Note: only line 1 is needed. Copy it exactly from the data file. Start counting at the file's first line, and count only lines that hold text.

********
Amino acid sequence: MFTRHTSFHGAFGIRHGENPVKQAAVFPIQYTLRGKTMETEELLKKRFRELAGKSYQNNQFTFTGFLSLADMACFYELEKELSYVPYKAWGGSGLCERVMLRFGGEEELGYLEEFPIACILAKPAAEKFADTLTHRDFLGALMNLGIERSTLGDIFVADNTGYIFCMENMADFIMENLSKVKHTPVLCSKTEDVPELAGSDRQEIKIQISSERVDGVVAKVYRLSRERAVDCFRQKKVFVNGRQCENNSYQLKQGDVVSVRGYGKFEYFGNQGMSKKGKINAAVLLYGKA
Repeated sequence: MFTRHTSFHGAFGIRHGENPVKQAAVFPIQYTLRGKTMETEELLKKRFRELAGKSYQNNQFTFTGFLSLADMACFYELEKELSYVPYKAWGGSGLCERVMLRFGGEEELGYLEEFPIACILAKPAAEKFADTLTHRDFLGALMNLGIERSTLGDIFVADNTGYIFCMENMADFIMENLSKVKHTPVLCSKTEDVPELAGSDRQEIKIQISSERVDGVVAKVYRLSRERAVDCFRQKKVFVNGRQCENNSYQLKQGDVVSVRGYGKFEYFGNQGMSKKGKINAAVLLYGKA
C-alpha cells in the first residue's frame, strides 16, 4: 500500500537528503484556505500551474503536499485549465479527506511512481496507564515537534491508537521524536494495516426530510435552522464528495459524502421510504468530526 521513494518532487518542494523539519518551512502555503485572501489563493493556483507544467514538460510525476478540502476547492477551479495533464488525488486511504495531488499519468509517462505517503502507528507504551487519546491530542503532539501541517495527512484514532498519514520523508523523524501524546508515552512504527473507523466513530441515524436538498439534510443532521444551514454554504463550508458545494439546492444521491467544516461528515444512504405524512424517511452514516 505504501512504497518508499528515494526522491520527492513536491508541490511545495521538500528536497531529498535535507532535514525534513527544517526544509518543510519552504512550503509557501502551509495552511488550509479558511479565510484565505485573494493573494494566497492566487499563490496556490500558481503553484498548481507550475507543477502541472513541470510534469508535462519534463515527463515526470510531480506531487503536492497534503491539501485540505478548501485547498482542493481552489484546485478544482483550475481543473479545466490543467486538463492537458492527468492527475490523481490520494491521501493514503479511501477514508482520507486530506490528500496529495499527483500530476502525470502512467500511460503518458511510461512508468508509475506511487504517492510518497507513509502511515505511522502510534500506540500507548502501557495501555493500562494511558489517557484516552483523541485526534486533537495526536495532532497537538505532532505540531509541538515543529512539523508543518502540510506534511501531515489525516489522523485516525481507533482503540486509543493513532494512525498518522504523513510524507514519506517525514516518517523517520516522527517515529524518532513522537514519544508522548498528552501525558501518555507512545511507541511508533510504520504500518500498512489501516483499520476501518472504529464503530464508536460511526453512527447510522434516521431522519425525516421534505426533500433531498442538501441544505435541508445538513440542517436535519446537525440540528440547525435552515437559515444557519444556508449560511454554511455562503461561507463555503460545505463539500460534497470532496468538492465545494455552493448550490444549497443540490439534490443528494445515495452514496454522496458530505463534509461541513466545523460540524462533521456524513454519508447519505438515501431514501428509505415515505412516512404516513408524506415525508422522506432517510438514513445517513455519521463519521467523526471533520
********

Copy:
Amino acid sequence: MFTRHTSFHGAFGIRHGENPVKQAAVFPIQYTLRGKTMETEELLKKRFRELAGKSYQNNQFTFTGFLSLADMACFYELEKELSYVPYKAWGGSGLCERVMLRFGGEEELGYLEEFPIACILAKPAAEKFADTLTHRDFLGALMNLGIERSTLGDIFVADNTGYIFCMENMADFIMENLSKVKHTPVLCSKTEDVPELAGSDRQEIKIQISSERVDGVVAKVYRLSRERAVDCFRQKKVFVNGRQCENNSYQLKQGDVVSVRGYGKFEYFGNQGMSKKGKINAAVLLYGKA